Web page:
The other issue with mobile coupons is dealing with multiple items.  If a customer is presenting one coupon, reading a barcode is no problem.  If a customer wants to present multiple coupons at one time, things becomes more complex.   Nobody wants to scan or hold up their mobile devices for multiple scans – especially if the customer has to search through to bring up different codes on their screen.  This will complicate the process and slow throughput at the front end of any business.  To simplify this process, it would be better to have a list of discounts on the screen and only one scan to the POS applies the coupons.  In my opinion, the best option is to allow for selection of offers and coupons online via mobile or web, and then scan a mobile device at the POS to identify the customer via a membership id number.  When that virtual loyalty card is scanned, discounts are applied automatically depending on purchases.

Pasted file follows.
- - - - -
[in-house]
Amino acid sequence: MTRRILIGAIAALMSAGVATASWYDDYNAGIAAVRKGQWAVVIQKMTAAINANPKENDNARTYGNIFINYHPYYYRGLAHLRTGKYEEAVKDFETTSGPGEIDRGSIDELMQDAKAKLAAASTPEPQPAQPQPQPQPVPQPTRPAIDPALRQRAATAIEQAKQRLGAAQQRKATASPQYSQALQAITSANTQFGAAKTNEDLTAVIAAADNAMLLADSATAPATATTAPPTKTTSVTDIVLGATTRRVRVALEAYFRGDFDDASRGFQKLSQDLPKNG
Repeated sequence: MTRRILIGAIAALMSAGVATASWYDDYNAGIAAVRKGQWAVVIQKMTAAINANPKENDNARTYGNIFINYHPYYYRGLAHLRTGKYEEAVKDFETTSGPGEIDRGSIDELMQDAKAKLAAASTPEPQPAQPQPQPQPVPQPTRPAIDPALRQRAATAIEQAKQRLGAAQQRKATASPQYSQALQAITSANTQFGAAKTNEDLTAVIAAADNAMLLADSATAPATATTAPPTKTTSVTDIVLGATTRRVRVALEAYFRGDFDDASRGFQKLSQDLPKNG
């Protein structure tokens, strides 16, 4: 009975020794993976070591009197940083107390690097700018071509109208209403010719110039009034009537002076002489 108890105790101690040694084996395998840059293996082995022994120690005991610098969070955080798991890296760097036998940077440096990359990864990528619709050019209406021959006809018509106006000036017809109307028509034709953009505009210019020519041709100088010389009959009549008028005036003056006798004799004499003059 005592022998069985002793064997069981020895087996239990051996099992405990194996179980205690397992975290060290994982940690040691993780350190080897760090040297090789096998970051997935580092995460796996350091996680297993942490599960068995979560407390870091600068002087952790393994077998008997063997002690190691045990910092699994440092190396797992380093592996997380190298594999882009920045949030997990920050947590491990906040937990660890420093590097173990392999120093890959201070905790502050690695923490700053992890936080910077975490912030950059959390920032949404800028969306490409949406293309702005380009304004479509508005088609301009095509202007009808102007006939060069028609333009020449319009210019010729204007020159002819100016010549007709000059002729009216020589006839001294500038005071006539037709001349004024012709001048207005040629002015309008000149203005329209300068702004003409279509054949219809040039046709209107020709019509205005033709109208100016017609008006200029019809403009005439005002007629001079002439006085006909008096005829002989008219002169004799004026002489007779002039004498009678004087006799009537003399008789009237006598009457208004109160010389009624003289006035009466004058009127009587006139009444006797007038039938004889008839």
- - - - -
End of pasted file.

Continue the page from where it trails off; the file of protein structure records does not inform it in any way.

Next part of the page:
I see solutions like mobeam and the Starbucks mobile payment solutions as evolutionary and necessary solutions to move the POS forward.   These solutions allow early adopters to prove out the business case for using mobile devices at the POS and to establish the comfort level of the greater population with using mobile interfaced POS solutions.  Both of these solutions represent key stepping stones towards the ever elusive mobile wallet.

2011.37 | Using BMO Mobile Paypass

I obtained my own BMO Mastercard Mobile Paypass a week or so ago.  While it’s not the mobile wallet we have been looking for, it’s definitely a stepping stone down the right path, so I’m pleased to be an early adopter of this solution.  That and the $50 credit on my Mastercard offered by BMO for the first 1000 users made it a great option for me.

Working in retail technology as I do, and traveling as I do, I’ve had opportunity to use it a number of times.    Here is my experience so far:

1.  Activation – Getting the card activated was simple.  Card arrived in the mail, called 1-800 and I was ready to use it.  Friendly customer service rep from BMO enabled an email receipt to be sent to me on each usage.  That seemed a good practice if I happened to lose it.  If I lose it or someone takes it, I’ll be sure to know quickly as I’m rarely far from my email – though if I lose the phone, that might not be the case.